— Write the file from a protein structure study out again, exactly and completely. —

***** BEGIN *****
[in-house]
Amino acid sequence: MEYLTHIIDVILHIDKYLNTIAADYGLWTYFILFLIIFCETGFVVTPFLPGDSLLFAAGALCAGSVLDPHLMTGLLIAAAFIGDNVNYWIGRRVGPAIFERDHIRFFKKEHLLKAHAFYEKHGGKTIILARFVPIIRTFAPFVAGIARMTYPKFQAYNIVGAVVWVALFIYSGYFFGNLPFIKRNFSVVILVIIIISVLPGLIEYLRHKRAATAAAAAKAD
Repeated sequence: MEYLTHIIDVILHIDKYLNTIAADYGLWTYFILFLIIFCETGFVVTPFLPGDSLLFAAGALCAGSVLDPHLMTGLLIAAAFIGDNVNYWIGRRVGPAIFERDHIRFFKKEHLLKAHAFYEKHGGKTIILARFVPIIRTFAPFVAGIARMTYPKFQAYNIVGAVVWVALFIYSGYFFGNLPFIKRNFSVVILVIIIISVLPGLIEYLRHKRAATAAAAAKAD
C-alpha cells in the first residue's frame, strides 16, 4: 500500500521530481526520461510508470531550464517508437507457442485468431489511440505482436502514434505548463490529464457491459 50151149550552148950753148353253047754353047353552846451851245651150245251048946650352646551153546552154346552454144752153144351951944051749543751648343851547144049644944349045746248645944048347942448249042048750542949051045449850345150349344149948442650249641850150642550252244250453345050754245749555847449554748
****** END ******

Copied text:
[in-house]
Amino acid sequence: MEYLTHIIDVILHIDKYLNTIAADYGLWTYFILFLIIFCETGFVVTPFLPGDSLLFAAGALCAGSVLDPHLMTGLLIAAAFIGDNVNYWIGRRVGPAIFERDHIRFFKKEHLLKAHAFYEKHGGKTIILARFVPIIRTFAPFVAGIARMTYPKFQAYNIVGAVVWVALFIYSGYFFGNLPFIKRNFSVVILVIIIISVLPGLIEYLRHKRAATAAAAAKAD
Repeated sequence: MEYLTHIIDVILHIDKYLNTIAADYGLWTYFILFLIIFCETGFVVTPFLPGDSLLFAAGALCAGSVLDPHLMTGLLIAAAFIGDNVNYWIGRRVGPAIFERDHIRFFKKEHLLKAHAFYEKHGGKTIILARFVPIIRTFAPFVAGIARMTYPKFQAYNIVGAVVWVALFIYSGYFFGNLPFIKRNFSVVILVIIIISVLPGLIEYLRHKRAATAAAAAKAD
C-alpha cells in the first residue's frame, strides 16, 4: 500500500521530481526520461510508470531550464517508437507457442485468431489511440505482436502514434505548463490529464457491459 50151149550552148950753148353253047754353047353552846451851245651150245251048946650352646551153546552154346552454144752153144351951944051749543751648343851547144049644944349045746248645944048347942448249042048750542949051045449850345150349344149948442650249641850150642550252244250453345050754245749555847449554748